For many years, I spent the bulk of my time writing on single parenting topics, not because I was a single mom, but because two of my closest friends were. As they moved from married to single again status (this time with children), I couldn’t imagine anything more painful.
Now I can (and they can too).
Although neither of these women would ever want to redo that terribly painful time of their lives, it’s been many years now, and it’s almost like another life to them. Today, both they and their now young adult children are doing great.
But for some years it was a constant struggle for them. Never having enough money, time, energy, help. It seemed the “never enough list” went on and on.
Often, when we’d talk, they would mention the uncertainty they sometimes felt about how their kids would “turn out” when neither of their respective ex-spouses were hardly involved in their children’s lives. The future — their kids’ future…and their futures daunted them.
Flash forward 18 years and today those worries truly do seem to have been a part of someone’s else’s life.
The irony is that I never apologized for writing on behalf of single moms because I was always telling their stories (and getting them to okay what I wrote before I’d send it off to editors or publishers). I didn’t have to experience single parenthood to write about it.
Once their children grew up, however, I felt my writing-self moving in a different direction that can be summed up in a single word.
Midlife. (note the black, bold type)
With all of my friends entering this same season of life, it felt only right that I tackle something more personal for a change, something I was wrestling with (and through). The problem is…I started writing on it before I was actually in the throes of the worst of it (like I am today).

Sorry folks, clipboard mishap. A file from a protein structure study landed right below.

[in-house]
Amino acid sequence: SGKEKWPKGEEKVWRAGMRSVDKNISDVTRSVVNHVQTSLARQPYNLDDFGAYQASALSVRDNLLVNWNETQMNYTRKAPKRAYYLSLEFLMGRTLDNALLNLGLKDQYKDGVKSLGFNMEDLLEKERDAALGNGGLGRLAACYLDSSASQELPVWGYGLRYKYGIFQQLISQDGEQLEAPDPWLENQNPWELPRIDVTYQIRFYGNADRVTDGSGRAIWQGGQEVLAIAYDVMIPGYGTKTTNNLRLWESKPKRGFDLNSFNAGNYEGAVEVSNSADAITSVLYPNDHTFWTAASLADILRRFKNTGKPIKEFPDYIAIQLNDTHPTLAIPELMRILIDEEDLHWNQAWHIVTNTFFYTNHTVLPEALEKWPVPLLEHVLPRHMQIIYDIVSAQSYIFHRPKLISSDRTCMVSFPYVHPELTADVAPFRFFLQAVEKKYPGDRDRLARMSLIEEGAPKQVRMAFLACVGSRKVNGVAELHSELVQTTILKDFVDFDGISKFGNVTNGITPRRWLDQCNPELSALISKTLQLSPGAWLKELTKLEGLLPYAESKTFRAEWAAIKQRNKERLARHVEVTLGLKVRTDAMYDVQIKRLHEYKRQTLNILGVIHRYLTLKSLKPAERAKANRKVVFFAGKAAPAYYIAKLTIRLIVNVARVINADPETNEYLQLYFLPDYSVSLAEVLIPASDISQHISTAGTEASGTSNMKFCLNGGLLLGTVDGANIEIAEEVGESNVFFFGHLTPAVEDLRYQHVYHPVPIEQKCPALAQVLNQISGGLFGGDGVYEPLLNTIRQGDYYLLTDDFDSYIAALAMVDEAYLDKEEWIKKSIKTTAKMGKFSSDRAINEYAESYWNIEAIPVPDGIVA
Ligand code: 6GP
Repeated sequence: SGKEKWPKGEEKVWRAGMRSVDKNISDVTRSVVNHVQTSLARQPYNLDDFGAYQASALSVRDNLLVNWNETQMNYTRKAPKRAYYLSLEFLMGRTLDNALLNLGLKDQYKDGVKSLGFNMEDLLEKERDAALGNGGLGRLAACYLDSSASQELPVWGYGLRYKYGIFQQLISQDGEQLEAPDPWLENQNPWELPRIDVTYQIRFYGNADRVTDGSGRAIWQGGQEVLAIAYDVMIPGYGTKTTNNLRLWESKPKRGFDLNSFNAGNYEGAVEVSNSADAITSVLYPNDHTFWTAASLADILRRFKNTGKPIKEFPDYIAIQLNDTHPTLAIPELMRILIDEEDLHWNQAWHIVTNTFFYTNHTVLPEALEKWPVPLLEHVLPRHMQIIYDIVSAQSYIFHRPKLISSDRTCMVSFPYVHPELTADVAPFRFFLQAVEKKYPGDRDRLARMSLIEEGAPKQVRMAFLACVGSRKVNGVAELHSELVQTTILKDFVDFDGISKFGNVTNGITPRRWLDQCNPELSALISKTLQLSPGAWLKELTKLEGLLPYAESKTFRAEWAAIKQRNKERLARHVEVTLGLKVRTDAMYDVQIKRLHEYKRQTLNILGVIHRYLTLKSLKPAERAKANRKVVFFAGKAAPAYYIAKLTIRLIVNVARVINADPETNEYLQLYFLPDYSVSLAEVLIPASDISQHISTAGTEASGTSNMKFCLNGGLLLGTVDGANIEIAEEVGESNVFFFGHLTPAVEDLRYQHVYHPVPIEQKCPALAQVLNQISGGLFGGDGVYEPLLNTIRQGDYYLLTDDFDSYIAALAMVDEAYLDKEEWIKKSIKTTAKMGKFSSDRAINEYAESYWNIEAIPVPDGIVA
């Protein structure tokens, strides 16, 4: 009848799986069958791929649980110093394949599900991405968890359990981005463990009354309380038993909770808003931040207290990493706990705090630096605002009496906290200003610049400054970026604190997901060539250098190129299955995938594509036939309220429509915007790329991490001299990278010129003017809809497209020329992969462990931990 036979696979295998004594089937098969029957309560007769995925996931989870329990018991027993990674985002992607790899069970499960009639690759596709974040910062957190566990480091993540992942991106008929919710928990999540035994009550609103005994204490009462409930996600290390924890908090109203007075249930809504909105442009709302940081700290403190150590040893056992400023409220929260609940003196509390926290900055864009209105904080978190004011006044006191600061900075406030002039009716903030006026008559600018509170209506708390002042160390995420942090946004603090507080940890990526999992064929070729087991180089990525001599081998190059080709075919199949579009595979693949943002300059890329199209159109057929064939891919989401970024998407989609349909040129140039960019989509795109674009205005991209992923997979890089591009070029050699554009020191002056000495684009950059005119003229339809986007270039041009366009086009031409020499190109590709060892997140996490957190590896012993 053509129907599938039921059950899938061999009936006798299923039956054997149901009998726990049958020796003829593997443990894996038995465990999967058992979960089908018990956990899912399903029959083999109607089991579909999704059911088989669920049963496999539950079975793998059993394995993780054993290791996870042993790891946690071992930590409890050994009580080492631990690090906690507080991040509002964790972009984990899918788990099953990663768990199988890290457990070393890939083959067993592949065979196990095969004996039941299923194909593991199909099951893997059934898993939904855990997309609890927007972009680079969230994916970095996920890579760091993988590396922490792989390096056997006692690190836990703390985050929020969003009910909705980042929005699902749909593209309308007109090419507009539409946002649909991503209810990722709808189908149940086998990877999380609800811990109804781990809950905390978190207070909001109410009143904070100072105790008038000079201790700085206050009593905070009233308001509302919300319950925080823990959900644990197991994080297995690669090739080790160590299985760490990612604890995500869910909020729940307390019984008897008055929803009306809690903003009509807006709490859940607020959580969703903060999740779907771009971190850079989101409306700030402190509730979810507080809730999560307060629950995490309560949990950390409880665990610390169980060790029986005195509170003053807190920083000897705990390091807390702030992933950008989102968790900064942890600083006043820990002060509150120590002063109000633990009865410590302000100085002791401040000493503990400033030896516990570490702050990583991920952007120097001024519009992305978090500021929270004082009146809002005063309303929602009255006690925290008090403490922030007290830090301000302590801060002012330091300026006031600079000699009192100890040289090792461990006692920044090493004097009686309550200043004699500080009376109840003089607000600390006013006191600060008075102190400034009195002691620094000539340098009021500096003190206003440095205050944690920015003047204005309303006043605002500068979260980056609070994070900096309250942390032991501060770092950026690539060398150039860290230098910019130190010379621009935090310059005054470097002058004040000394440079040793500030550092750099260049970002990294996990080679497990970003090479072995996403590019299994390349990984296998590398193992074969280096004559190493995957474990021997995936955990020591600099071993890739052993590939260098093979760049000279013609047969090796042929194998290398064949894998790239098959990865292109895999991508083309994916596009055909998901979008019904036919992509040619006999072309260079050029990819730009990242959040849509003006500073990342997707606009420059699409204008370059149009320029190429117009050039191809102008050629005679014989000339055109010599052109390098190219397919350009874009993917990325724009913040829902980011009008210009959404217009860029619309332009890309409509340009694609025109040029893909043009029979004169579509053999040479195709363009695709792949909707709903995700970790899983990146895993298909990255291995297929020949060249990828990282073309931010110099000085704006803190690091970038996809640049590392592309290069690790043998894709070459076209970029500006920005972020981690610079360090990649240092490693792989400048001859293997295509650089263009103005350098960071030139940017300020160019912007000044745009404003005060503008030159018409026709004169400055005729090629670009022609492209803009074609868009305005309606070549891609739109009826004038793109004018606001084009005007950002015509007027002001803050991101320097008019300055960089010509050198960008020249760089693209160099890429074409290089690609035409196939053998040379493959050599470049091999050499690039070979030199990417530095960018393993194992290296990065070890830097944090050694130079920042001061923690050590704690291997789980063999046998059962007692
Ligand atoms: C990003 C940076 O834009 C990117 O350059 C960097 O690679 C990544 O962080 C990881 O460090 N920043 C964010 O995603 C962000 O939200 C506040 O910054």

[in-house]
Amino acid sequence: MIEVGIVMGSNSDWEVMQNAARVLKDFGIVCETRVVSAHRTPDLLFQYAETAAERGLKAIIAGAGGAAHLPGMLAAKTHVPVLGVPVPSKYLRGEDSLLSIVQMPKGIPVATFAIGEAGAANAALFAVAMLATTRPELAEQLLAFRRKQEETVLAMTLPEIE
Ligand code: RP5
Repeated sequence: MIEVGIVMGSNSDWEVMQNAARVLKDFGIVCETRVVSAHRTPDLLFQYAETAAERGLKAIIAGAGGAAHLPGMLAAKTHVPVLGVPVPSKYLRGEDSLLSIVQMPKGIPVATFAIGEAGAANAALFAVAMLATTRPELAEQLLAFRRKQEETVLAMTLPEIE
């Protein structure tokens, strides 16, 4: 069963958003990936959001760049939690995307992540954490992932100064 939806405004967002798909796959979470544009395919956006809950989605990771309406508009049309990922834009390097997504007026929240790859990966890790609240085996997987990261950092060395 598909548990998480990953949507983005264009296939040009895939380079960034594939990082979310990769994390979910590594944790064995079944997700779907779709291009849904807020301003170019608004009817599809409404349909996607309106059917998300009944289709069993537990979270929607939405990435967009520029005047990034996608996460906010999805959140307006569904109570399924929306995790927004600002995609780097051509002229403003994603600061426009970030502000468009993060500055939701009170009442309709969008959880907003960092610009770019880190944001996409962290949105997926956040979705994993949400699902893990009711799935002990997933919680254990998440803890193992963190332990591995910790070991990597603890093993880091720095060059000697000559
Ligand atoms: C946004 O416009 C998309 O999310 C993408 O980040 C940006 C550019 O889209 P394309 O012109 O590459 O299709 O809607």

I look back at some of my how-to get-through articles and think, “who wrote this?”
Not that the advice is wrong…but honestly…what I’m going through now is challenging me more than I ever dreamed possible. I find myself asking a lot of the same questions my friends asked almost 20 years ago when their marriages ended.
Those kinds of questions that don’t have answers but compel a mom to hover over her own kids and make sure they make good choices because what we opt for in our twenties will most certainly alter our entire lives.
And, also like my friends did, I’m unsure of the future because many of my former roles have been stripped away (or I’ve outgrown them.)
Lately, I’m remembering how my friends got through their toughest seasons and two factors were vital.
1. Surround yourself with good, faithful friends who know you well enough (and love you enough) to tell you the hard truth about your ever-changing (sometimes unrecognziable) self.
2. Live one day at a time, content not knowing what all your tomorrows will bring.
Without friends and a 24 hour at a time perspective…it is too easy to get lost in the middle (and that’s a far too scary place to travel without some friendly faces at your side.)